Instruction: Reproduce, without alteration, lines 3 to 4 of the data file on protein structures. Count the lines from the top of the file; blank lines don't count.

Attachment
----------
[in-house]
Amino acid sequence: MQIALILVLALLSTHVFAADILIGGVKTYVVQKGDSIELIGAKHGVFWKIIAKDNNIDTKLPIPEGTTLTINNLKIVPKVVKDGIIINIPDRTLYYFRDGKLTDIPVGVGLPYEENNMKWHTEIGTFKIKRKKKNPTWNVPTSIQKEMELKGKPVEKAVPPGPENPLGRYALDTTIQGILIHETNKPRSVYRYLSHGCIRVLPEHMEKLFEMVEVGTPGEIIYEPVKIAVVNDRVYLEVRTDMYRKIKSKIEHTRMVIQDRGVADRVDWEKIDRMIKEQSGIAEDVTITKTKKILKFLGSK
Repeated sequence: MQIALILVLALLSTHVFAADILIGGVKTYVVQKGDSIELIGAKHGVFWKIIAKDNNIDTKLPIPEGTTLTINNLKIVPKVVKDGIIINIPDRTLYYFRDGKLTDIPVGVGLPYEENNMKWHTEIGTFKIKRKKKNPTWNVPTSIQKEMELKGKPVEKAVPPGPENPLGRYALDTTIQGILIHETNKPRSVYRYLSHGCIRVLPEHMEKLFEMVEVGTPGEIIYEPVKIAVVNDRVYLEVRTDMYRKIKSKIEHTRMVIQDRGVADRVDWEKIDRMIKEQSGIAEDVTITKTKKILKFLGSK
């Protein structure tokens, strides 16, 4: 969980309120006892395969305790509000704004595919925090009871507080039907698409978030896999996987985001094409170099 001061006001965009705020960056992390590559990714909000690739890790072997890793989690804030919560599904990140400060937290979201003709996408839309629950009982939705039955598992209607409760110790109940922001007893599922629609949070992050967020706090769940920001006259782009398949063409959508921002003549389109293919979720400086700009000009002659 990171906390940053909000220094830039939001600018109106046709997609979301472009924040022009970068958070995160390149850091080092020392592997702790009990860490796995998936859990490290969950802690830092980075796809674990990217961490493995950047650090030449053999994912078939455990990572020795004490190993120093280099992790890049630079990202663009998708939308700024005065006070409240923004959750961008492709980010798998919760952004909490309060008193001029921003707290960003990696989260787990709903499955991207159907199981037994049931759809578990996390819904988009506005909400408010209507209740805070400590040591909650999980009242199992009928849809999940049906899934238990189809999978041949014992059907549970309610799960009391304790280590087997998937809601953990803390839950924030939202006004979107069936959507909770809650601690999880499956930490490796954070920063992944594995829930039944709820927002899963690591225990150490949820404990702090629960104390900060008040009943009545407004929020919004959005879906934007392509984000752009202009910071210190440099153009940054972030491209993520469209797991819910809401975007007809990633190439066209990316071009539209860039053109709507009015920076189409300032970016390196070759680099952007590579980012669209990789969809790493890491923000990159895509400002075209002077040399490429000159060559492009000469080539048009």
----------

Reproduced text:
Repeated sequence: MQIALILVLALLSTHVFAADILIGGVKTYVVQKGDSIELIGAKHGVFWKIIAKDNNIDTKLPIPEGTTLTINNLKIVPKVVKDGIIINIPDRTLYYFRDGKLTDIPVGVGLPYEENNMKWHTEIGTFKIKRKKKNPTWNVPTSIQKEMELKGKPVEKAVPPGPENPLGRYALDTTIQGILIHETNKPRSVYRYLSHGCIRVLPEHMEKLFEMVEVGTPGEIIYEPVKIAVVNDRVYLEVRTDMYRKIKSKIEHTRMVIQDRGVADRVDWEKIDRMIKEQSGIAEDVTITKTKKILKFLGSK
């Protein structure tokens, strides 16, 4: 969980309120006892395969305790509000704004595919925090009871507080039907698409978030896999996987985001094409170099 001061006001965009705020960056992390590559990714909000690739890790072997890793989690804030919560599904990140400060937290979201003709996408839309629950009982939705039955598992209607409760110790109940922001007893599922629609949070992050967020706090769940920001006259782009398949063409959508921002003549389109293919979720400086700009000009002659 990171906390940053909000220094830039939001600018109106046709997609979301472009924040022009970068958070995160390149850091080092020392592997702790009990860490796995998936859990490290969950802690830092980075796809674990990217961490493995950047650090030449053999994912078939455990990572020795004490190993120093280099992790890049630079990202663009998708939308700024005065006070409240923004959750961008492709980010798998919760952004909490309060008193001029921003707290960003990696989260787990709903499955991207159907199981037994049931759809578990996390819904988009506005909400408010209507209740805070400590040591909650999980009242199992009928849809999940049906899934238990189809999978041949014992059907549970309610799960009391304790280590087997998937809601953990803390839950924030939202006004979107069936959507909770809650601690999880499956930490490796954070920063992944594995829930039944709820927002899963690591225990150490949820404990702090629960104390900060008040009943009545407004929020919004959005879906934007392509984000752009202009910071210190440099153009940054972030491209993520469209797991819910809401975007007809990633190439066209990316071009539209860039053109709507009015920076189409300032970016390196070759680099952007590579980012669209990789969809790493890491923000990159895509400002075209002077040399490429000159060559492009000469080539048009």